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i bought a small board with an acceleration sensor (ADXL345) on it and now i try to write my functions to communicate with the IC. I use an STM8S103F3P6 as controller and ST Visual Develop as IDE. So at first i took a look at the "rising/falling edge schematic": ADXL345 Schematic

So at first i want to write the "writeCommand" function, it looks like this, currently:

void writeCommand(uint16_t cmd){
    uint8_t i,k;
    GPIOD->ODR |= (1<<SDIO); //turn SDIO HIGH to turn it LOW later

    GPIOD->ODR &= ~(1<<CS); //turn CS LOW
    delay_ms(2);
    GPIOD->ODR &= ~(1<<SCLK); //turn SCLK LOW

    for(k = 0; k < 2; k++){ //proceed with toggling R/W and multiple-byte bit
        GPIOD->ODR ^= (1<<SDIO);
        delay_ms(1);
        GPIOD->ODR |= (1<<SCLK);
        delay_ms(1);
        GPIOD->ODR &= ~(1<<SCLK);
    }

    for(i = 0; i < 15; i++){ //start writing data
        if(cmd & 128){
            GPIOD->ODR |= (1<<SDIO);
        } else {
            GPIOD->ODR &= ~(1<<SDIO);
        }
        GPIOD->ODR |= (1<<SCLK);
        cmd << 1;
        GPIOD->ODR &= ~(1<<SCLK);
    }
    delay_ms(1);
    GPIOD->ODR |= (1<<CS);
}

I am wondering why there are only 6 (A5...A0) address bits? I am not sure how to concatenate the register i want to write to and the data.

Would this be the right way to call my function?

writeCommand(0x2C << 8 | 0x09); //write 1001 to 0x2C register

I know that it is probably possible to do this with hardware SPI but i want to learn how to do it by software. So maybe a few questions sound retarded but i hope you will still answer them :)

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Did you look at the datasheet? None of the register addresses exceed 6 bits, so you don't need to worry about not having 8. Furthermore, the 2 extra bits are used to signify Read/notWrite and Multibyte access.

Your write command matches your function (16 bits at a time), but there is really no way for you to do multibyte access with it. Perhaps a more generic function (one that can take a pointer to a buffer as an argument, along with transfer length) would be useful.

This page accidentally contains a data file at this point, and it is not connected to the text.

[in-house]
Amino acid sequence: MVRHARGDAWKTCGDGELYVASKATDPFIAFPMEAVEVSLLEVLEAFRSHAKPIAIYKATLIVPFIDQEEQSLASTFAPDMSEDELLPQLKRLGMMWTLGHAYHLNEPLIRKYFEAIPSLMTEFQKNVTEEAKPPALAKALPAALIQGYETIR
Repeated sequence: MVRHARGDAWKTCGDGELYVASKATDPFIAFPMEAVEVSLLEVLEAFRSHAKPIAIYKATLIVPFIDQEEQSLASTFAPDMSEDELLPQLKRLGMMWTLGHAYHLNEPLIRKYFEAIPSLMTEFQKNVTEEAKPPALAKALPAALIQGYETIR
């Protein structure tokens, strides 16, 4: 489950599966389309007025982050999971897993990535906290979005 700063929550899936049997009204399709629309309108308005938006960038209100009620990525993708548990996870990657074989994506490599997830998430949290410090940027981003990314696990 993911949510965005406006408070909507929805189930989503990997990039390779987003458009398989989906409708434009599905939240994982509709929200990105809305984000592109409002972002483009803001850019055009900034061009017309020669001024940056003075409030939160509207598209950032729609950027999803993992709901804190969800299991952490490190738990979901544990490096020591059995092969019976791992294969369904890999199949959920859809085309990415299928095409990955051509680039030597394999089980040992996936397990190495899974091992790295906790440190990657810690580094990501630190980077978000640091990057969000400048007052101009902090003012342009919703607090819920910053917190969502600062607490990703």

If you want to write 0x09 to register 0x2C, the command should be fine. However, I would still suggest using the SPI drivers from the SDK instead of writing your own.

To combine multiple fields you will need to do something like this:

#define WRITE (0 << 7)
#define READ  (1 << 7)
#define MB    (1 << 6)

Then to form all 16 bits you would do:

uint16_t read_message = ((READ | addr) << 8) | garbage;
uint16_t write_message = ((WRITE | addr) << 8) | data;

If you wanted to issue a multibyte read message your first byte would become:

uint8_t read_multibyte = READ | MB | addr;

To expand on my previous comment about a more generic function, though, and one that would allow you to use multibyte commands, you could do something like this:

void sendCommand(uint8_t * buffer, uint8_t length)
{
   for (int i = 0; i < length; i++)
   {
      sendByte(buffer[i]);
   }
}

void sendByte(uint8_t byteToSend)
{
   // Put an 8-bit of your SPI function here
}

Then the data you send can become:

buffer[0] = READ | MB | addr;
// The rest of the buffer doesn't matter since we are reading
sendCommand(buffer, 4); // Will receive 3 bytes

Also you may want to use brackets to make your commands easier to read and eliminate any potential errors due to order of operations.

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  • \$\begingroup\$ How can i combine 3 different bit-values? I want to add 00(Write and MB bit) to 0x2C (register) and to 0x09 (data) so that it would be: 00|101100|0000|1001 \$\endgroup\$ – binaryBigInt Apr 15 '16 at 18:45
  • \$\begingroup\$ I added some extra information, hopefully that helps! Let me know if you have any more questions. \$\endgroup\$ – Catsunami Apr 15 '16 at 19:32
  • \$\begingroup\$ Thanks! One question would be how i can actually read bytes from the IC? Do i have to do the things i have done in my writeCommandfunction backwards? \$\endgroup\$ – binaryBigInt Apr 15 '16 at 19:45
  • \$\begingroup\$ To read, you start the transfer as you do now (send READ|addr as the first byte), and then you need to get the data from the MISO (SDA, I think) line at roughly the same time as you push data out on the MOSI (SDO). Roughly because they are offset by 1/2 of the SCK cycle. So in that loop where you are pushing the bits out, you should also read some values in right before you flip the SCK value. Also one quick note, your clock changes too fast (I think) - you set it and clear it almost immediately. You should add some sort of a delay there to control the bit rate. \$\endgroup\$ – Catsunami Apr 15 '16 at 19:53
  • \$\begingroup\$ In fact you have a delay between the SCK changes when you do the read/write byte and the MB byte. Just do the same thing when you send the data. \$\endgroup\$ – Catsunami Apr 15 '16 at 19:55

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